While only around 40 percent of children in Chicago are black are Latino, 90 percent of children whose schools will be shuttered are black or Latino.
fuck this country. fuck this country. FUCK THIS COUNTRY
Rahm Emanuel can go to Hell
But Obama is telling Black students they don’t value education, while his mans and them do shit like this.
“I respect you. I wanted to be a rapper. I wanted to be a ball-player. Today, like most black men under 40, I am neither. You do the Dougie when convenient. You brush your shoulder off when convenient. You admonish black folks for not being you when convenient. We worry about your safety in spite of this. We wish you would talk to them about race and responsibility sometimes.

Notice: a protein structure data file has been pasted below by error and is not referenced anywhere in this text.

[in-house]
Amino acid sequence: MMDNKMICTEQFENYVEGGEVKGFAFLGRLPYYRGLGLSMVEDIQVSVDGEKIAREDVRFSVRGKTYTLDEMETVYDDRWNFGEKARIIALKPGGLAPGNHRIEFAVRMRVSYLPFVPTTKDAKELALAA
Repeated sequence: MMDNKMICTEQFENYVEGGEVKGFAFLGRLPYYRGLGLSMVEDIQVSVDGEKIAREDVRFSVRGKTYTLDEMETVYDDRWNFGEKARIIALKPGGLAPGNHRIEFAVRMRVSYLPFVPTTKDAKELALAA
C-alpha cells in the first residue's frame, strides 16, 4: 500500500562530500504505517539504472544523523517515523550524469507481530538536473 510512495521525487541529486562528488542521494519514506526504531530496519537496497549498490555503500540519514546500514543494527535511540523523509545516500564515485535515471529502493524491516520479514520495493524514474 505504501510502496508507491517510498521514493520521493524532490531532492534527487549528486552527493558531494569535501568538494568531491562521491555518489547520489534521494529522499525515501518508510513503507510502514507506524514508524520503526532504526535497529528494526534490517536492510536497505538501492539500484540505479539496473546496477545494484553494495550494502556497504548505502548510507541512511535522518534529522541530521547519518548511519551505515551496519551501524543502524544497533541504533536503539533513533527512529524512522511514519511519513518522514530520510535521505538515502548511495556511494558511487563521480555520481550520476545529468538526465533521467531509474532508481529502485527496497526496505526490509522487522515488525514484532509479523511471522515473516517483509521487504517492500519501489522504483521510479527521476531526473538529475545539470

Please complicate your analysis.
Today, I teach and write. And rap to myself. I am an above average writer and teacher. I am working on being better at being human. I am not a father, nor husband. The most mediocre white man at my bougie job has 16x the wealth I have. My grandmother has the beginnings of dementia, and she is still way smarter than me. She was only allowed to work the line at a chicken plant. She has no wealth, but lots of love for both of you. She prays for your safety. Please complicate your analysis. Working class white security guards have entered my office 3x times asking to see my ID. Every time, I tell them, “Fuck you. Show me yours.” I desperately cling to intellectual superiority over them. They powerfully claim whiteness and relative wealth over me. This has nothing, and everything, to do with my wanting to be a rapper and baller. I respect you. We respect you. Please complicate your analysis. Imani Perry writes books you should read. Please tell the truth.